Communication is important in every relationship, especially between doctors and patients. And a new survey suggests that the stigma that has long kept cannabis a dirty secret in the exam room may finally be disappearing.
The survey of 445 healthcare providers who treat chronic pain found that 72% of them have patients who requested or asked about medical cannabis in the last 30 days. Patients asked about cannabis far more often than other alternative pain treatments, such as acupuncture (37%), physical therapy (13%) and massage (10%).
The online survey was recently conducted by Cannaceutica, a healthcare company developing a line of cannabis products to treat pain. A variety of providers participated in the survey, including general practitioners, pain management specialists, neurologists, rheumatologists, and nurse practitioners.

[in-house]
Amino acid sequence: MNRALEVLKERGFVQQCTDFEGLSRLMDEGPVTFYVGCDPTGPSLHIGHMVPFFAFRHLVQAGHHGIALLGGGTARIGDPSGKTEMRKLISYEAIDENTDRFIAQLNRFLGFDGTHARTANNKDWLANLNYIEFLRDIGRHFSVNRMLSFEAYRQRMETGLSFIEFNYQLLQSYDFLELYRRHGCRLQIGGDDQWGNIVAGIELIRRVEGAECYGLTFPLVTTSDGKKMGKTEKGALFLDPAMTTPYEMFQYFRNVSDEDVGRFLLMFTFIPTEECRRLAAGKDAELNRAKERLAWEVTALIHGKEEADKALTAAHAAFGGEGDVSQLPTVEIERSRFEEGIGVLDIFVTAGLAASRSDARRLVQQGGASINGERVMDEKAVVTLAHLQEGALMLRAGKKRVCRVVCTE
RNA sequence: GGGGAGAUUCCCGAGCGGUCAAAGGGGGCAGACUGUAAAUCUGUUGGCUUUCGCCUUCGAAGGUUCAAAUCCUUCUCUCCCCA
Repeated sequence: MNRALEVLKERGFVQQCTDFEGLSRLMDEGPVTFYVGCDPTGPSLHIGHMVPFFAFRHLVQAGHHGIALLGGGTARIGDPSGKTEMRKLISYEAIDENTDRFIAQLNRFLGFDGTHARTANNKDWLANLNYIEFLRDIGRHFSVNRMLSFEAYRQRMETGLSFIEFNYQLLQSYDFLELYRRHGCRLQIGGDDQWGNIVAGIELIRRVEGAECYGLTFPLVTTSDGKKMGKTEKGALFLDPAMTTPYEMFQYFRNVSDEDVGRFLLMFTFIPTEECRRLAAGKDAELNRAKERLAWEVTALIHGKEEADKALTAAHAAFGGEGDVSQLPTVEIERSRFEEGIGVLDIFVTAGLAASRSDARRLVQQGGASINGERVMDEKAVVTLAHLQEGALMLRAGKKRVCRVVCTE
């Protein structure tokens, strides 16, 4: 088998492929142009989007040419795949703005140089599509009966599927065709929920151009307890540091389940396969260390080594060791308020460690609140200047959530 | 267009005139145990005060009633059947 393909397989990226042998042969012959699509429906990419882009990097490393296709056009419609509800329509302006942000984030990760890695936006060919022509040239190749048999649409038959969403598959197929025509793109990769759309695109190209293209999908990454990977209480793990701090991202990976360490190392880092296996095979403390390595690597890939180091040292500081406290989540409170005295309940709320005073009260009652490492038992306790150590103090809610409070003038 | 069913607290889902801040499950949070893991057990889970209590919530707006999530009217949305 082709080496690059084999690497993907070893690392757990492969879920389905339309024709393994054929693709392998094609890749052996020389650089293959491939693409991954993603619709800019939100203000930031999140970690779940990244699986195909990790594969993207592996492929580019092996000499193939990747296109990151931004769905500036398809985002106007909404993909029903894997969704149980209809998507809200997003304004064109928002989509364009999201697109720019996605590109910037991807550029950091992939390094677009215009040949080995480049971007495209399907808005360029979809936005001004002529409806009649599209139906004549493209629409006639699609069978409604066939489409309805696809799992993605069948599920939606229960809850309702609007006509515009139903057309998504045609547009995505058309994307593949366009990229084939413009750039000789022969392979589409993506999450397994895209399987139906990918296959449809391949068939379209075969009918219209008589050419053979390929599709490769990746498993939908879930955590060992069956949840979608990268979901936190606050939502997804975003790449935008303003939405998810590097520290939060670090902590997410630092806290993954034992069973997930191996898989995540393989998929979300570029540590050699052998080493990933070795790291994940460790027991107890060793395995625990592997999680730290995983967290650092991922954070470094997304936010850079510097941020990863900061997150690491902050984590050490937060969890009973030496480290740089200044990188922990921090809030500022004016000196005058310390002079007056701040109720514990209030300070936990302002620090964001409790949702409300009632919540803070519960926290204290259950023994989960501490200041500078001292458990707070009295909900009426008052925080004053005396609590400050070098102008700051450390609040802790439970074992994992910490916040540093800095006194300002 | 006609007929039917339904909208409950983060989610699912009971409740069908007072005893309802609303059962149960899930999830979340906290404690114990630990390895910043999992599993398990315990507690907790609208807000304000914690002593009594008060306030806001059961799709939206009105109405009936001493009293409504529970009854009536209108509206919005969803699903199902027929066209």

People weren’t always so willing to talk to healthcare providers about cannabis, fearing they’d be seen as pot heads or even be dropped as patients. National surveys conducted in 2018 and 2019 found that less than 40% of patients told their doctors about their cannabis use.
More patients are talking about cannabis today, and more doctors are willing to listen. The vast majority of providers (81%) in the Cannaceutica survey believe cannabis will play a role in the future management of chronic pain, but only one in four are likely to recommend it now. The primary factors holding them back are legal and regulatory issues, and the lack of good quality cannabis research.